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Mars Hill Albuquerque

The religious landscape in Albuquerque is complicated, or maybe I should say diverse, and just keeping up with the changes on the religious scene, never mind the day-to-day health of the scene, would be more than a full-time job. The Albuquerque metro area includes tony, nearly churchless communities like Placitas and Corrales; three Pueblos, of which one is predominately Christian, an entrenched Catholic culture with a continuous history back to the time of the conquistadors, a distinct new immigrant Catholic culture, established Lutheran communities (both ELCA and LCMS), with their attendant schools, a long-lived nondenominational homeless shelter [link], two religious television stations (one run by a local church; one TBN affiliate), and four of New Mexico’s five megachurches [link].

It is also home to the University of New Mexico, which borders the Nob Hill neighborhood surrounding historic Route 66, home of the Lobo Theater [link]. The University/Nob Hill area is as close as Albuquerque gets to funky and bohemian; the surviving Route 66 artifacts tend toward a picture-postcard Art Deco feel that kind of runs counter to the prevailing skinny-jeans tattooed hipster ethic, but it’s what Albuquerque has to offer at the moment. The Lobo Theater has art deco elements in its edifice, but the interior (lobby, balcony, and main theater) have a functional, recently-but-not-expensively-remodeled feel; there aren’t many clues that you’re in a historic building. And the Lobo Theater is home to Mars Hill Albuquerque, formerly City on a Hill Church. This is a good location for drawing people from the university and from the Nob Hill neighborhood; on Sundays on-street parking is free in Nob Hill, and it is ample if sometimes hard to find. It’ s probably easier to find parking if you know the neighborhood. We ended up parking close enough that we could hear the church rock band while standing next to our car, through the wall of the theater.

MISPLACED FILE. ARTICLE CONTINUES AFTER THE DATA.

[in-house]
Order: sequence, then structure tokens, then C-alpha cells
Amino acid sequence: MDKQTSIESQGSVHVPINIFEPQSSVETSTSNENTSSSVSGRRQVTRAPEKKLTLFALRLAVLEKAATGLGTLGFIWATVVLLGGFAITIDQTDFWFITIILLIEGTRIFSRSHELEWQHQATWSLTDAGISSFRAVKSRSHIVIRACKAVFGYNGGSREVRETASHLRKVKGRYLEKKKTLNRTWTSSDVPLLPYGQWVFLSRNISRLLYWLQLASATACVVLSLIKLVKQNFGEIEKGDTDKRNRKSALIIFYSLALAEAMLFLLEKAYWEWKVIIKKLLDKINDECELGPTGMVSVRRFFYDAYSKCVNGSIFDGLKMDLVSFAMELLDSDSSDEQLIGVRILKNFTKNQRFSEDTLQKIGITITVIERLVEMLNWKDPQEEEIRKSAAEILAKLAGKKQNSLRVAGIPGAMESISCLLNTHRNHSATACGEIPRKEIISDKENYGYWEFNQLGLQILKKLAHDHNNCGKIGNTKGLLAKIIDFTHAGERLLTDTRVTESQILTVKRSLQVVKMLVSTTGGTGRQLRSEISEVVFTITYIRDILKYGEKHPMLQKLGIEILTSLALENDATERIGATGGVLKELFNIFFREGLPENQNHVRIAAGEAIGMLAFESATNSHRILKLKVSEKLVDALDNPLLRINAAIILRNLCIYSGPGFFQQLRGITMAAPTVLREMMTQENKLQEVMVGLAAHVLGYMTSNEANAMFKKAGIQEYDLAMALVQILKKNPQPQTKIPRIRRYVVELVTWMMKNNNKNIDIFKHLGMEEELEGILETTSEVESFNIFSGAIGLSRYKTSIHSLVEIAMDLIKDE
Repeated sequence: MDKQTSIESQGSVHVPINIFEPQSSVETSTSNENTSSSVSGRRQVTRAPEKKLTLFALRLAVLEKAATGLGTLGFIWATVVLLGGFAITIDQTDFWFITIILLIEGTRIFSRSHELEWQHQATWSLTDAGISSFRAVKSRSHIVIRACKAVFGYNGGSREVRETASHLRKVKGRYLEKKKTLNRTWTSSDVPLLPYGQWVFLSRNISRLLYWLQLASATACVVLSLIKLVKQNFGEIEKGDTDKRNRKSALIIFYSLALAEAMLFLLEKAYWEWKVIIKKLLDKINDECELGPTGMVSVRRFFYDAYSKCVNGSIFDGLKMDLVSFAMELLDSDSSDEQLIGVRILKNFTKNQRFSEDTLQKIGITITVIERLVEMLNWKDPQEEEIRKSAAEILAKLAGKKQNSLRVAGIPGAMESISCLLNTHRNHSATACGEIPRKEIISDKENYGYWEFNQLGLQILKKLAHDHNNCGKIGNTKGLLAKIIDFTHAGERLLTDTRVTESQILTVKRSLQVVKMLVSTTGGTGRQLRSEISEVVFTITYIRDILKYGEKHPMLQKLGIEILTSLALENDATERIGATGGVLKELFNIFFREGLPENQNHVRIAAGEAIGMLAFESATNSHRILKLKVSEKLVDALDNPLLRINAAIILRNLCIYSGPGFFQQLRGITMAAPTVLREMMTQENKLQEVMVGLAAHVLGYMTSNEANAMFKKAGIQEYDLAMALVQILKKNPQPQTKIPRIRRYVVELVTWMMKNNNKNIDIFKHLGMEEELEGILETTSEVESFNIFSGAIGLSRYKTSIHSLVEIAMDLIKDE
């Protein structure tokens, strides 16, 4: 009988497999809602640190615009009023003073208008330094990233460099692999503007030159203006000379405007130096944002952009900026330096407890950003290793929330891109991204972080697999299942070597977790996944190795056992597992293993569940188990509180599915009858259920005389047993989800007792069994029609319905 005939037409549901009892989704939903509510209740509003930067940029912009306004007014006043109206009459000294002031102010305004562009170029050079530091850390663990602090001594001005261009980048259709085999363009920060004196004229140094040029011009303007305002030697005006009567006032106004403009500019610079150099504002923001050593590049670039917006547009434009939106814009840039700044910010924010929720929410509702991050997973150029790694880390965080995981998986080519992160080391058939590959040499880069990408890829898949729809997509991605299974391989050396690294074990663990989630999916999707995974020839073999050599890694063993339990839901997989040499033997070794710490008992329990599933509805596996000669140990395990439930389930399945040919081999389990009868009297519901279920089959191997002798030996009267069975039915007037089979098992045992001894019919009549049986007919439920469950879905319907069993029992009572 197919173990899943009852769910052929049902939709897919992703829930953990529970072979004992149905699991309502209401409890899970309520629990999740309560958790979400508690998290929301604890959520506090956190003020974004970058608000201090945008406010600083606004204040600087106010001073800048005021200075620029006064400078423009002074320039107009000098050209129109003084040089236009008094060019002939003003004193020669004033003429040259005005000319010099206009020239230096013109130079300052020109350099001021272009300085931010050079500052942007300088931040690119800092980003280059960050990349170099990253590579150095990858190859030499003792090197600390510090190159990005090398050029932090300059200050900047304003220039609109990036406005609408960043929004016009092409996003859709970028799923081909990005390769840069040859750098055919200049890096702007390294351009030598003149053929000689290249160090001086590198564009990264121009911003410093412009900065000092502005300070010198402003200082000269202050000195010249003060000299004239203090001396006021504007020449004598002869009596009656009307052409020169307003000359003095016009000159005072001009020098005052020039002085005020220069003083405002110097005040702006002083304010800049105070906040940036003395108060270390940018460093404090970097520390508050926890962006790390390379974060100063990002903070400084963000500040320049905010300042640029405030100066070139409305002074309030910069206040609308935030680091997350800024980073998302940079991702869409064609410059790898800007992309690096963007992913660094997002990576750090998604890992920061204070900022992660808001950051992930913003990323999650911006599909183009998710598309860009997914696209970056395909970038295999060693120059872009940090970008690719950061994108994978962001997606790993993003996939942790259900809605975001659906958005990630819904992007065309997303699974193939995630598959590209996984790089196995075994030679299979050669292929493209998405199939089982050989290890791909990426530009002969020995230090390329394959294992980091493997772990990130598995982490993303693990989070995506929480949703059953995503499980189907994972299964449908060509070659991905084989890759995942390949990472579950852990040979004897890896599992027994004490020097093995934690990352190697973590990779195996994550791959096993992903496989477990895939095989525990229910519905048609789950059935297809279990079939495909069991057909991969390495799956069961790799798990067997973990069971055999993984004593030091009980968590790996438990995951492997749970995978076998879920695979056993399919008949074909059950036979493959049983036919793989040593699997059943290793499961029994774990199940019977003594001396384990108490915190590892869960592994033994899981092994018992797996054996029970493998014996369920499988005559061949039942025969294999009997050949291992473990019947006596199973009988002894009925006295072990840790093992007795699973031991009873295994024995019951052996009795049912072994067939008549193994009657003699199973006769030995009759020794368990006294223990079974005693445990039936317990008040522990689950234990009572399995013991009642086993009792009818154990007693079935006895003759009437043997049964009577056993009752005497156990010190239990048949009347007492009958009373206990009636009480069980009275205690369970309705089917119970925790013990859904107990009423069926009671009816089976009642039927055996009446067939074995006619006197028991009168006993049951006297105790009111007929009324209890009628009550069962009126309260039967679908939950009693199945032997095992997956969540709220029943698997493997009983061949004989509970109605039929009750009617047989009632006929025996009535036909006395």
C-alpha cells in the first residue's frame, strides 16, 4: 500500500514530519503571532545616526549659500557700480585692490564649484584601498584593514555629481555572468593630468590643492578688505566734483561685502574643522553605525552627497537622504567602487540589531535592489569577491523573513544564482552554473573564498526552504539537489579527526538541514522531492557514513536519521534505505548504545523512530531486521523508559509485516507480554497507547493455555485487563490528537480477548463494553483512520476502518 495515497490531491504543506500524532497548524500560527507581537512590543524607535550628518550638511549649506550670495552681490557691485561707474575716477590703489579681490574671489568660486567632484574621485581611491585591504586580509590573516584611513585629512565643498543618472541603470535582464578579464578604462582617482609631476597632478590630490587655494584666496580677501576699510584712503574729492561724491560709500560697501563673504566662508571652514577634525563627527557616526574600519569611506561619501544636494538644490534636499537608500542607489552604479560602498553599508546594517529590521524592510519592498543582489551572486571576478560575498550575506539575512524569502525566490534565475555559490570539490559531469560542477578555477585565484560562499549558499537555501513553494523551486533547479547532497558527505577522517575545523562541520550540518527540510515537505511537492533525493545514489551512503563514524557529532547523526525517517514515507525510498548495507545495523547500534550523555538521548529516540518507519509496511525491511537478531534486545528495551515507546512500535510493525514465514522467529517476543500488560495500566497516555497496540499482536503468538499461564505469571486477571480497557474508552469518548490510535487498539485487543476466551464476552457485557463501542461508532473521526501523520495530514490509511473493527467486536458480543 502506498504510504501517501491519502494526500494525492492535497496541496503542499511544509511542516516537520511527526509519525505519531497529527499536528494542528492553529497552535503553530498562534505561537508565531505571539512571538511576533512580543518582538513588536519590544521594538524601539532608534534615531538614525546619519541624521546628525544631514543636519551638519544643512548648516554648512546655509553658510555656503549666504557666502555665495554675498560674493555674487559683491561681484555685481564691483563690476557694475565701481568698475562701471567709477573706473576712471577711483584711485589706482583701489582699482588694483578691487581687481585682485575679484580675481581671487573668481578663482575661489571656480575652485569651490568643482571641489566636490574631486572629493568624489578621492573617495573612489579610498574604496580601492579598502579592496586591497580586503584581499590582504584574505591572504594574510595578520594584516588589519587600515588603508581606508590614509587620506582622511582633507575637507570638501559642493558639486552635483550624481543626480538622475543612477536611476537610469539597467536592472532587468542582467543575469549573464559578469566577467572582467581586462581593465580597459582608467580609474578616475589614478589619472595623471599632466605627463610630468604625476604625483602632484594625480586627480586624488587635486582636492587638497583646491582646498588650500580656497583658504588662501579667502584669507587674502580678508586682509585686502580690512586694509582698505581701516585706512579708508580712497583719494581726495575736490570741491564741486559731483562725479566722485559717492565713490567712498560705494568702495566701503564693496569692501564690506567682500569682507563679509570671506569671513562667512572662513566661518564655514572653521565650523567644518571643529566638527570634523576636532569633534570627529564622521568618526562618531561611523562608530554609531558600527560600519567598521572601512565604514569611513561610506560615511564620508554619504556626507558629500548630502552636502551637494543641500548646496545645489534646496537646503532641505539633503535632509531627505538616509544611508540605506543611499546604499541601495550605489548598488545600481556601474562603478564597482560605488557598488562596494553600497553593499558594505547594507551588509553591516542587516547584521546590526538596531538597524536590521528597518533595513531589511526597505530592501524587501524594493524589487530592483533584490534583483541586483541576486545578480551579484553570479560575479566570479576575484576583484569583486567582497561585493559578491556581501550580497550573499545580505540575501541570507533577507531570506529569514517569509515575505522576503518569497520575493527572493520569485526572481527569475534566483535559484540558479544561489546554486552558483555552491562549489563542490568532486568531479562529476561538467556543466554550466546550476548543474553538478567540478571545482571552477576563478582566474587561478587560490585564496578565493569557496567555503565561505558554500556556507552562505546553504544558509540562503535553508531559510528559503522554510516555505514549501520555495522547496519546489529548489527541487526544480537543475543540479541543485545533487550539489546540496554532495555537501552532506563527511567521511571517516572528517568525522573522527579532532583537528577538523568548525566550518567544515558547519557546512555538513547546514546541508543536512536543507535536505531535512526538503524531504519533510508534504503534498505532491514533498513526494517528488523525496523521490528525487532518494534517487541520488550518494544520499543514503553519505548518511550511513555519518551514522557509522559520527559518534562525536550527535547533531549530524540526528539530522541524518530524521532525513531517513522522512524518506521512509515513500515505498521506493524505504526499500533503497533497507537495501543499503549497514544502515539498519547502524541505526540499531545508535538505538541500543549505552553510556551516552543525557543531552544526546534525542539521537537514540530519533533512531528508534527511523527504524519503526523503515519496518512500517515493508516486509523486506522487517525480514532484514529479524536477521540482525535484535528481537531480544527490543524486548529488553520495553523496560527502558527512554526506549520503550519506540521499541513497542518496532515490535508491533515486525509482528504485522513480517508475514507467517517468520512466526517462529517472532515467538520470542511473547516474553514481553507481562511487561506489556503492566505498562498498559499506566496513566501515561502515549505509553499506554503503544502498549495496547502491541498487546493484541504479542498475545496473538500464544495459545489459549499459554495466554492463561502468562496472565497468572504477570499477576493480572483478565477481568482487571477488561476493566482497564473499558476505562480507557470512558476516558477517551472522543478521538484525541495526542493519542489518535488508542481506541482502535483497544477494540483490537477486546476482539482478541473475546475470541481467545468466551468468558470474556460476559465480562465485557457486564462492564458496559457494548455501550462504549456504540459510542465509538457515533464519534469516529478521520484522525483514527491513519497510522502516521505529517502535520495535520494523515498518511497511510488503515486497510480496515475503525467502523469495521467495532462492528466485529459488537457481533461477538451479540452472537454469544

Mars Hill Albuquerque runs two services Sunday morning and one Sunday night service; pastor Dave Bruskas said the Sunday I visited that they draw 600 on an average Sunday, suggesting that they will soon outgrow the Lobo Theater building and need to find a bigger space in roughly the same part of town. It’s just as well; the main part of the building (floor seats and balcony) is long, narrow, dark, and loud, with two small aisles that give the place a cramped, pre-fire-code feel. We initially took seats on the floor and later moved to the balcony when our baby objected to the music. The seats on the floor had us craning our necks to see the screen and stage; the balcony seats had a better view (and better acoustics) but was steamy hot (the heating system is also vintage). The darkness and theater seats and aisles also make for poor opportunities to meet (or even see) other people there for church. We saw more faces out in the lobby than in the theater.

I can’t say “this is a friendly church” or otherwise; I spent most of our settling-in time and “hand of fellowship” time dealing with a diaper change and getting our baby settled after he started crying during the music. I suspect it was just too loud, but I didn’t see/hear any other babies fussing, so it’s hard to say.

The building and the darkness give the church service an “everything of interest is happening on stage” feel; it’s an experience not unlike watching a movie or watching television. I believe by design Mars Hill compensates for this by having small groups, of which more later.

The people we saw tended toward the older end of the college spectrum, mid-twenties types, some couples with small children, and the occasional older (think fifties) single man. It’s not really a college church and not really the Mars Hill demographic (that’s mostly people in their thirties and forties now, I understand) and it isn’t really multigenerational the way a mature healthy church might be. If I had to guess I’d say these are City on a Hill people, mostly folks who started attending church here when they were in college who didn’t leave town after graduation.

The dress code is t-shirt-and-jeans casual, in colors darker than is typical for the UNM area, with a fair amount of small glasses and goatees. I hesitate to say “hipster church” or “grunge church;” it doesn’t have the look and feel of a young urban church, nor does it feel really Albuquerque.

Anyway, people who really need “sacred spaces” would probably be disappointed in Albuquerque’s larger churches anyway; Calvary Albuquerque’s main sanctuary is a converted tennis club/fitness center; Hoffmantown is big but airless and sits on a big bleak parking lot; Calvary Chapel Rio Rancho  is a giant metal shed; Calvary Chapel Rio Grand Valley (Belen) meets in a converted Walmart. I wish the folks at Mars Hill Albuquerque well in finding their next building. There’s lots of unused retail space available in their part of town, but I’m hoping they don’t have to settle for something big and characterless in a strip mall somewhere.

 

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